Since TSA took over a portion of the building after 9/11, there is also a need for a luggage carousel. Passengers arriving to the airport currently have to pick up their bags at the curb.

Germolus said those conditions are less than ideal for his passengers coming from the dessert of Nevada to Hibbing in the dead of winter, where more than 116 bags can be unloaded onto the sidewalk.

He hopes to double the size of the existing terminal and modernize the rest of the airport so that it looks seamless.

Iron Range Resources and Rehabilitation Board Commissioner Tony Sertich said the agency would contribute to funding, though the amount has not been determined.

The IRRRB’s most recent contribution to the airport was $400,000 to renovate an aircraft hanger. Since 1982, the IRRRB has provided $4,144,484 in grant funding for the facility, said IRRRB Communications Coordinator Sheryl Kochevar.

If the airport bill fails this year, Germolus said he’ll have to wait until next session, which is a bonding year.

The Range Regional Airport isn’t the only airport trying to keep up with the new regulations. The Duluth airport received roughly $16 million from the Legislature for a $78 million project, which was completed on Jan. 14, to update its airport terminal.

Source:  http://www.grandrapidsmn.com

Lockheed Martin lays off 68 Fort Worth employees

by TODD UNGER,  WFAA
Posted on February 26, 2013 at 1:38 PM
Updated today at 2:19 PM



Lockheed Martin laid off 68 employees at its Fort Worth location on Monday, the majority of whom worked in aircraft production.

In a statement, spokesman Ken Ross said the layoffs were "to adjust staffing based on program and business needs." The decision was not affected by a possible government sequestration –– the deadline to avoid across-the-board cuts to government agencies is Friday.

According to union officials, 36 of the layoffs are material analysts, 18 are mechanics and 10 are aircraft assembly employees. They didn't know specifics for the other four who were given pink slips.


Source:   http://www.wfaa.com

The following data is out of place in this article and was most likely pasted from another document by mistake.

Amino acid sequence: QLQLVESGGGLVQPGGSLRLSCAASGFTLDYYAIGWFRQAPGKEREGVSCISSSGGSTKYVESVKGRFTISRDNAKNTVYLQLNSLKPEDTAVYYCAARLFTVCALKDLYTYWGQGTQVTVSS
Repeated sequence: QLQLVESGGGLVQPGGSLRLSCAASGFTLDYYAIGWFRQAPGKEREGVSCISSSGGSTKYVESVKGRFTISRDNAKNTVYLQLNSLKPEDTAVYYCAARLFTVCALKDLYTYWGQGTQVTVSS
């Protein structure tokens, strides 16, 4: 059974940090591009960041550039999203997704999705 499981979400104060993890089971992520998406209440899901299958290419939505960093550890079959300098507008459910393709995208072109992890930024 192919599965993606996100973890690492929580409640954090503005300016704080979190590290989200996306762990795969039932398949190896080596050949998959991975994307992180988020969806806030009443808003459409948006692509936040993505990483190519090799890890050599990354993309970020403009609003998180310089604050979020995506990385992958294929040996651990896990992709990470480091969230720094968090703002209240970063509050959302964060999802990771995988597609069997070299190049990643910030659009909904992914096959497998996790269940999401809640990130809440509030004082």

Sequestration’s first Indiana victim? The Indianapolis Air Show

Uncertainty surrounding federal budget cuts has prompted organizers of the Indianapolis Air Show to cancel this year’s event.

The executive committee made the decision to cancel the 2013 Indy Air Show after considering the effects of federal sequestration. The event was scheduled for June 15 and 16 at Indianapolis Regional Airport near Mt. Comfort.

The U.S. Navy Blue Angels were scheduled to headline the event, but if broad cuts are made to federal sectors, U.S. military jet teams would be grounded. Additional military support for air shows would also be suspended.

“Due to budget uncertainties resulting from the threat of sequestration and its impact on military participation at our show, all of which are beyond our control, we have been forced to make the very difficult decision to cancel the 2013 Indianapolis Air Show,” said Robert Duncan, chairman of the show’s executive committee.

According to Duncan, other air shows around the nation have made the same decision, citing sequestration as the primary reason. Duncan said organizers will explore ways to “reinvigorate the show” in future years to produce “an event worthy of the shows presented over the last 16 years.”

Hundreds of volunteers donate their time and talents to make the annual event happen. Proceeds resulted in more than $1.3 million in donations to local groups.